A crucial component of wound healing in many animals, including humans, is the migration of nearby skin cells toward the center of the wound. These cells fill the wound in and help prevent infection while new skin cells regenerate.
How do these neighboring skin cells know which way to migrate? What directional cues are they receiving from the wound site? A new paper by Mark Messerli and David Graham of the MBL's Eugene Bell Center for Regenerative Biology and Tissue Engineering clarifies the role of calcium signaling in this medically significant communication between skin cells.
Messerli and Graham conducted the study using zebrafish skin cells, which migrate much faster than human cells. "Fish have to heal quickly," Messerli says. "They are surrounded by microbes and fungi in the water. They are constantly losing scales, which generates a wound. So the wound has to be healed in the epidermis first and then a new scale has to be built. Fish skin cells (keratinocytes) migrate five times faster at room temperature than mammalian cells do at 37 degrees C. So it is very easy to track and follow their migratory paths in a short period of time. "
The study brought fresh insights on the role of calcium signaling in inducing cellular organization and directed migration of skin cells. "When we started this study, we were looking at calcium signaling at the single-cell level, which is how it has been looked at for decades. How do single cells see injury?" Messerli says.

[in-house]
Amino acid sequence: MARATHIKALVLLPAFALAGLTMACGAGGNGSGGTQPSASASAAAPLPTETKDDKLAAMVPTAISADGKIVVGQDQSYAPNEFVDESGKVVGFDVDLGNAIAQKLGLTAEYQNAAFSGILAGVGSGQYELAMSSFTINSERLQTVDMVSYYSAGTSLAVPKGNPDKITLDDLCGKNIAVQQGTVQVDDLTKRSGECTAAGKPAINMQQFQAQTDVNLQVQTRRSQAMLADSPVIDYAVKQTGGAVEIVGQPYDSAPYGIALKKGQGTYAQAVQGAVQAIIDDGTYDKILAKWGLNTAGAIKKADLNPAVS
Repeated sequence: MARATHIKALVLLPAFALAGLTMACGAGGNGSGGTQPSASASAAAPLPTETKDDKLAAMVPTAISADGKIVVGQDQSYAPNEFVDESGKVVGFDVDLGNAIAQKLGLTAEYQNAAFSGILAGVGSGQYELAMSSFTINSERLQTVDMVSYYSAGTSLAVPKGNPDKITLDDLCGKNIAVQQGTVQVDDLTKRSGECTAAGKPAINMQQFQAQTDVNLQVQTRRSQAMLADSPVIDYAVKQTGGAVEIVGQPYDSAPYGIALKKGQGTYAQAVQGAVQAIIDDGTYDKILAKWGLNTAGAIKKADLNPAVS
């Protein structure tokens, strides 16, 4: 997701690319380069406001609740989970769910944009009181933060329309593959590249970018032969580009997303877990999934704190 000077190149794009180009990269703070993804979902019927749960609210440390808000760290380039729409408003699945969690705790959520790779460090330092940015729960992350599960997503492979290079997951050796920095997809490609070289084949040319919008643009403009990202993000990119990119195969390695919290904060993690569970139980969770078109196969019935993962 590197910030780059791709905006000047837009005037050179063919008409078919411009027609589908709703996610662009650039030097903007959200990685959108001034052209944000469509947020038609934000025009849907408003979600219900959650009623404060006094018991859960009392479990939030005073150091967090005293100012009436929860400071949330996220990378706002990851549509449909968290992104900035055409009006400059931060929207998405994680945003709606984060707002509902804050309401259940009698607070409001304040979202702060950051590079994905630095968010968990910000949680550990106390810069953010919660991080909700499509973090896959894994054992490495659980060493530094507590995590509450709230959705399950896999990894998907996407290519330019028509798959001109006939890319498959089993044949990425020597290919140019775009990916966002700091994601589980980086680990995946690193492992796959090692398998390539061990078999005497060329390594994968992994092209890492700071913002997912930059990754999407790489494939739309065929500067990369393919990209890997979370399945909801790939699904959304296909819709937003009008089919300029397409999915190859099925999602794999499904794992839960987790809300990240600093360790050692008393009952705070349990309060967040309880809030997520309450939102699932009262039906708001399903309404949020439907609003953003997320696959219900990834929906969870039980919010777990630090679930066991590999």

To their surprise, by the end of the study they were looking at the calcium signals not just in single cells but in sheets of cells that surround wounds. "The periphery of the wound itself appears to form a graded calcium signal that could direct migration and growth toward the center of the wound. This is what we are looking at now," Messerli says.
The team's approach was to use advanced microscopy to monitor cellular calcium signals and molecular analysis to identify membrane proteins that caused increases in cellular calcium migration. A variety of mechanically activated ion channels were identified in migratory skin cells. TRPV1, the ion channel that is also activated by hot peppers, was found to be necessary for migration.
Messerli's co-authors on the paper include David Graham, formerly a research assistant at MBL and now a graduate student at University of North Carolina Chapel Hill School of Medicine, and colleagues at Purdue University. Messerli also holds an appointment in the MBL's Cellular Dynamics Program.
Cite This Page: